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About the book and author



Paraview Press, 2001
ISBN: 1-931044-04-X
Health, 232 pp
Trade paperback: $14.95
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From the Book:


Jane developed nagging symptoms of a physical ailment of her own that spring-her lower back ached, as though she had wrenched a muscle. It seemed easily explained once we made the connection: She had hurt herself by impulsively moving a very heavy carton out of the kitchen before friends came for dinner one Saturday in May. The solution was automatic: Jane made an appointment with a chiropractor.

Unlike those who are skeptical of chiropractic, Jane had been a longtime believer in the effectiveness of spinal adjustments. For twenty-seven years she had used the services of Geraldine Holden, a chiropractor who enjoyed a good reputation in the New Age community at Virginia Beach. A slender, diminutive, energetic lady, Holden gave chiropractic a good name because of her caring nature: she was constantly researching new treatments and was a storehouse of knowledge about nutrition. When she retired, only a few months before Jane's backache surfaced, we had both attended her farewell dinner. She had turned her practice over to another woman, Brenda Sinclair, whom Jane entrusted with her monthly adjustments. Indeed, no health-care practitioner saw more of Jane over the last ten years than her chiropractor. When her regular chiropractor had been unavailable, Jane never missed her monthly checkup but used another chiropractor, Christopher Newby.

Jane never explained to me why she came to trust them and their skills to the exclusion of orthodox medicine. When she was a young mother she trusted allopathic doctors. Garland recalls when she was growing up "we all had regular doctors." Jane's medical files show that she had timely pelvic exams year after year until she was about sixty, after which they stopped. Her gynecologist had retired, she once told me, and she decided against seeing another doctor, for reasons she did not explain. Her records show she expressed concern to her gynecologist about heavy, prolonged menstrual flows. Garland remembers she was told that a hysterectomy might be necessary. Jane evidently asked Holden's opinion, for she later told an interviewer that her "chiropractor and a friend" helped her through this crisis. Not only did she avoid surgery, she moved through menopause without suffering the usual hot flashes. Attributing this to "exercises and grieving the loss of her beauty," she was also able to avoid hormone replacement therapy. From then on Jane seems to have placed absolute confidence in her chiropractor's advice to the exclusion of conventional medicine. In other words, the only medical explanation I have found for Jane's becoming a strong believer in alternative medicine is that she felt it helped her weather painlessly a major crisis of her life, with the result that her sense of her own femininity remained undiminished.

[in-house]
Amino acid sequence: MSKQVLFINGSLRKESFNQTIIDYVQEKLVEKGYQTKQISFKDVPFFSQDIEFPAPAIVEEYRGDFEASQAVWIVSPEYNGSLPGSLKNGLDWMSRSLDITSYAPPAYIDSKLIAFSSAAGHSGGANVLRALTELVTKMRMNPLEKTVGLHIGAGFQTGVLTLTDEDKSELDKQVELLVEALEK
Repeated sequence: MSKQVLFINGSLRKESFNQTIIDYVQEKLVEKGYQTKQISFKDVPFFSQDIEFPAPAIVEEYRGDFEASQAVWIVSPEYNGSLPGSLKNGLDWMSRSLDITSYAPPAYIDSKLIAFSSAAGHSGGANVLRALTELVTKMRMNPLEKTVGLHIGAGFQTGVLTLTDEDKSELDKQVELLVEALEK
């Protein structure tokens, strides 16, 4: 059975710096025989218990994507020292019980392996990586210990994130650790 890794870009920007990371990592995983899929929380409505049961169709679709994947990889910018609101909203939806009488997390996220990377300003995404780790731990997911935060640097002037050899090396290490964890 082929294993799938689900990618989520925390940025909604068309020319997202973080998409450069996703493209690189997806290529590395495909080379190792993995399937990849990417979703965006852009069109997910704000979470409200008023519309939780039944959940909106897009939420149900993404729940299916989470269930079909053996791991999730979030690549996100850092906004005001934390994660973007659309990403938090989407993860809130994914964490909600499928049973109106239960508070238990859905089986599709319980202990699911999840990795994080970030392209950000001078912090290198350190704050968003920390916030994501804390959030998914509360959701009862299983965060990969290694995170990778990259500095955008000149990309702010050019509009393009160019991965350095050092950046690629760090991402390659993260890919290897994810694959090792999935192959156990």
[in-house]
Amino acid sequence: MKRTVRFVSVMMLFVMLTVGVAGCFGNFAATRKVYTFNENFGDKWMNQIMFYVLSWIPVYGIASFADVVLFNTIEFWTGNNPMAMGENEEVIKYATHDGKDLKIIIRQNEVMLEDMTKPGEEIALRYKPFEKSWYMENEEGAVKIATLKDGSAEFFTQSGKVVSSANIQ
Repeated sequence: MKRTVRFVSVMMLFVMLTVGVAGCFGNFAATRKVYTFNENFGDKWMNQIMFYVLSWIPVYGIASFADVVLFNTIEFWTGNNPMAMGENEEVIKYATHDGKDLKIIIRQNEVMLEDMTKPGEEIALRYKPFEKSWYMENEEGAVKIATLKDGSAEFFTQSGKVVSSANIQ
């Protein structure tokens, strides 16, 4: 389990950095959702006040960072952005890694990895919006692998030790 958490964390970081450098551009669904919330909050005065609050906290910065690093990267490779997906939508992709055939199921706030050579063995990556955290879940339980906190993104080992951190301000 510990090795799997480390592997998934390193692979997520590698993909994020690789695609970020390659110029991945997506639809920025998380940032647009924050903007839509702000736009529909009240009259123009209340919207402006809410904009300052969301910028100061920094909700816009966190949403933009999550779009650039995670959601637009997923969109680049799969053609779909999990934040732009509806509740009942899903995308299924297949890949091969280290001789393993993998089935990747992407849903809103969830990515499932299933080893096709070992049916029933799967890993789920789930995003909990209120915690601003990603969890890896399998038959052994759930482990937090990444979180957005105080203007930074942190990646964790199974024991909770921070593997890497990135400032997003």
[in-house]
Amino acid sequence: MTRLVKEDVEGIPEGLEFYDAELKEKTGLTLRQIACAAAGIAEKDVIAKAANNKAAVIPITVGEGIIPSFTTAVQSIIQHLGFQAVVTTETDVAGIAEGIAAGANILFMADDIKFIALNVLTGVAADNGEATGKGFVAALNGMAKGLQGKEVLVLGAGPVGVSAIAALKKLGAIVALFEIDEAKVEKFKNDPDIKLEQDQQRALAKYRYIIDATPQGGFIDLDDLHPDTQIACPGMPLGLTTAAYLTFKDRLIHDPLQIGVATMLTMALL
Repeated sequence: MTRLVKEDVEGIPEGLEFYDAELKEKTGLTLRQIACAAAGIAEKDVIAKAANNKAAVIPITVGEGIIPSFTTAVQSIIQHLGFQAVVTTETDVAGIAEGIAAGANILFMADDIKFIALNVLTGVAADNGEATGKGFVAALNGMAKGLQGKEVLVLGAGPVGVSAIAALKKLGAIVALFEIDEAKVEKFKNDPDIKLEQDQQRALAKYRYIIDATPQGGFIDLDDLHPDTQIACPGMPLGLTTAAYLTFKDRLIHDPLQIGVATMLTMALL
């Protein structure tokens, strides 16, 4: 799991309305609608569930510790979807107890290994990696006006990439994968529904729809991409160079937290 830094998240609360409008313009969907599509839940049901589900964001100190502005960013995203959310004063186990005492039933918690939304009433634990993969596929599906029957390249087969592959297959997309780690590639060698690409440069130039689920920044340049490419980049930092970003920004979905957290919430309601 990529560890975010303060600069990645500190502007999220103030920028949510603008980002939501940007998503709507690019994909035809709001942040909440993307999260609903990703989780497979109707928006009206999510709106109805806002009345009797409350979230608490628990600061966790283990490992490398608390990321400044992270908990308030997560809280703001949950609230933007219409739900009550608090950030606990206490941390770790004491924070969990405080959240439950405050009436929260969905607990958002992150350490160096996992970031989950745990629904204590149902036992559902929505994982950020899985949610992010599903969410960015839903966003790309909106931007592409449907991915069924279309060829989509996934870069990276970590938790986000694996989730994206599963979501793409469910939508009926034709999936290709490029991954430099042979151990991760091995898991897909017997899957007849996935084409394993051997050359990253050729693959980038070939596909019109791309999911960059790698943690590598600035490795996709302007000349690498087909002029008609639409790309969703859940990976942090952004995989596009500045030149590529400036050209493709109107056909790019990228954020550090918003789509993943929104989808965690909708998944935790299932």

I never questioned the wisdom of her not having a primary-care physician because she was never ill until hit by cancer. Besides, I had used a chiropractor on occasion and believed in the efficacy of their healing work. I was also familiar with the abuse that chiropractors, as a professional group, had suffered for years from anti-chiropractic propaganda issued by the American Medical Association. With the thought of writing a book on the subject, I had researched the AMA's attempt to stigmatize chiropractors as "quacks," and to destroy them professionally. It became clear to me that the AMA, one of the most wealthy and powerful trade organizations in America, had created a war-like atmosphere that contaminated the health-care field.

Chiropractors had not been the only targets of the AMA. For the last fifty years or more, the AMA had also attacked the legitimacy of osteopathy, optometry, and podiatry. Osteopathic physicians, for example, were branded as cultists, and medical doctors were told not to associate with them or teach in their colleges. When those tactics failed, the AMA reversed field and tried to take over the osteopathic profession. Such combative tactics within the medical field have been going on for well over a century. 

"The story of 19th century medicine is the story of power struggles over the definition of medicine, as well as over who would win the political and regulatory power to have their definitions accepted as legitimate," says Paul Root Wolpe, Ph.D., of the University of Pennsylvania's Center for Bioethics and Departments of Psychiatry and Sociology. "The medical landscape was populated with a host of competing practitioners, each vying for a market share and for legitimacy in the eyes of the consumer. Homeopaths, Thompsonians, hydropaths, and even patent medicine salesmen were relied upon by large groups of Americans for their health care."

Clearly, biomedicine-treating body chemistry with agents different from the disease to affect bodily function-gained ascendancy, and allopathic doctors assumed the mantle of "regulars" who practiced orthodox medicine. Development of countless new biological agents by the expanding drug industry enhanced the power of allopathy. In the 20th century it fought rearguard actions against alternative practitioners, none more brutal than the AMA's effort to destroy chiropractic. Curiously enough, discovering what went on inside AMA paralleled how the public discovered the tobacco industry's secret research on nicotine in cigarettes-an insider leaked a truckload of documents that spilled the whole story.